Jefferson Shallenberger, CEO of Sugar Percussion, is a self-proclaimed, “professional hider.” What does that mean, exactly? Jefferson says his work as a custom drum set craftsman stemmed from his desire to avoid committing to a standard career.
“I went to furniture-making school because I didn’t know what I wanted to do, and I had an uncle who suggested it. I was hiding. I was hiding from real life.”
Although Jefferson went to woodworking school to “hide from the world,” he fell into something he was good at. The experience pushed him to start creating furniture that was beautiful on every surface.
Over the years, Jefferson has developed an unwavering devotion to his craft. From creating custom hardware to making smart product decisions, he takes his labor-intensive work to the next level. He says his process is all about silencing the sound in his head to create a seemingly pure drum set.
What custom truly means
Jefferson is passionate about building quality drums — and that involves keeping the integrity of the word “custom.” For him, that means sticking to his motto of “one tree, one kit.” Every kit is constructed from a single tree, paying homage to the uniqueness and quality of the wood.
Sometimes, “custom” also means talking customers out of desired features. For example, GoDaddy CEO Blake Irving was interested in purchasing a drum of a certain size; however, Jefferson knew the wood and shape of the kit would be better suited for a different drum size.
Jefferson jokingly refers to “custom” as “whatever he wants to make” — and that often results in a better product for the customer. According to the Sugar Percussion website:
“There are only a handful of us still building our shells, designing and fabricating our hardware and quite frankly, caring enough to honor the pure definition of ‘custom’. These drums are not for everyone. They are incredibly labor-intensive. That said, if your instrument and your art are truly important to you, then avoid the omnipresent detritus clogging superstore shelves and find someone to whom the building of instruments is of equal importance. You’ll be happy you did.”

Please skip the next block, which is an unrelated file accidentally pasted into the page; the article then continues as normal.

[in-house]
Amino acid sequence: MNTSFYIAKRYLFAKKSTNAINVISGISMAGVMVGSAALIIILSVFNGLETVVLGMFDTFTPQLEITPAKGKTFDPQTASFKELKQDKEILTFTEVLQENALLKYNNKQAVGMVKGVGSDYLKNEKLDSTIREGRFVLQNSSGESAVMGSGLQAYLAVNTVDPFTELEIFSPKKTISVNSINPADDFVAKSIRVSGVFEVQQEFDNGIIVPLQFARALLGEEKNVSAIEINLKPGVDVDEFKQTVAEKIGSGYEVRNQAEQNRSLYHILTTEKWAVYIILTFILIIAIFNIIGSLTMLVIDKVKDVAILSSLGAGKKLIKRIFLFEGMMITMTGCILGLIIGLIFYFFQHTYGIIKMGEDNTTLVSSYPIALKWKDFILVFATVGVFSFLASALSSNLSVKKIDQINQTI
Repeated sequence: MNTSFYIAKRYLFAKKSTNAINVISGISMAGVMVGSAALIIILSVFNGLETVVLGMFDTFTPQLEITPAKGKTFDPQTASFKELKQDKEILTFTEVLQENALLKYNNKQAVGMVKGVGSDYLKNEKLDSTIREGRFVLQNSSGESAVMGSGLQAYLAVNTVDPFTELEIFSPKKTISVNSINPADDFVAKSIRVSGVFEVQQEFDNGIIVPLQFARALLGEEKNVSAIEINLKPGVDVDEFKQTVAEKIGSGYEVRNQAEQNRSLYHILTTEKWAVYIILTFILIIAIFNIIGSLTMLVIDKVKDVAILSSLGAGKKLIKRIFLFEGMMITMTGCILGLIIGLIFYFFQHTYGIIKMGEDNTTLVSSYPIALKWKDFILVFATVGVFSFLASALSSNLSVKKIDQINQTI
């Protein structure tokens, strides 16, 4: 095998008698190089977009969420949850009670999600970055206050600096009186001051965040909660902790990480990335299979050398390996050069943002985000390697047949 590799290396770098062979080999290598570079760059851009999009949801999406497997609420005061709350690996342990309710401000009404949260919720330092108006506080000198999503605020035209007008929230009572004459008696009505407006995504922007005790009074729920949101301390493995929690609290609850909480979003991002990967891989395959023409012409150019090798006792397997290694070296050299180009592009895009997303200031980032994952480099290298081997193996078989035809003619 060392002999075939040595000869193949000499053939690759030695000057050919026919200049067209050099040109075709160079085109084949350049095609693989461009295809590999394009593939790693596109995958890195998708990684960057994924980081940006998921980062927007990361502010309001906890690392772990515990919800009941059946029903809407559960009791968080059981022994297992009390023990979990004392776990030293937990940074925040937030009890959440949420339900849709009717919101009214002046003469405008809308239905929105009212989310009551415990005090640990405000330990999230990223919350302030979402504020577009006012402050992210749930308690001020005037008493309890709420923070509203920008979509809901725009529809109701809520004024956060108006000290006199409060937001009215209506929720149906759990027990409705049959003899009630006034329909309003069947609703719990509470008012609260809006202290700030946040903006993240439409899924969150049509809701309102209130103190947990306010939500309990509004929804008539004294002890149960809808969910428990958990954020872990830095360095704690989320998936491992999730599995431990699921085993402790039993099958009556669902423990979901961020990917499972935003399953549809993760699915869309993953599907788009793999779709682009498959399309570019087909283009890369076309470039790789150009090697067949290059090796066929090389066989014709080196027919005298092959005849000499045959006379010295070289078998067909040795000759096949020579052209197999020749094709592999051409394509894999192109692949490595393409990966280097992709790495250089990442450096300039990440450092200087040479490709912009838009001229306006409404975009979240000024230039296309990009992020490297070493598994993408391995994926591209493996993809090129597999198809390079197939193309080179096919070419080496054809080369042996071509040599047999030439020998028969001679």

Creating a community
Jefferson explains that his company attracts much of its business through word of mouth. Impressed by the quality of Jefferson’s craftsmanship and his dedication to honing his drum-making skills, fans of Sugar Percussion form a tight-knit community of truly appreciative customers. As it says on the website:
“No one should play an instrument they don’t love. And we would never ask someone to promote if the sentiment was not sincere. We are not a corporation, but rather a collective.”
Getting a name and digital identity
When Jefferson decided to go online, he wanted to portray his business in a way where his personality could shine. He started by securing his domain name from GoDaddy. He attached his custom domain to a dynamic WordPress website that invites visitors to learn more about Sugar Percussion through a combination of well-written text and high-quality images and videos within a clean, elegant design.
Sugar Percussion: The video Q&A
To learn more about Sugar Percussion, watch Blake’s video interview with Jefferson (his doppelgänger). Their jam session covers everything from a shared love of drums to the ups and down of building a business.
The Sugar Percussion Q&A originally aired as a segment on Blake’s Facebook Live show, “Small Biz Love.”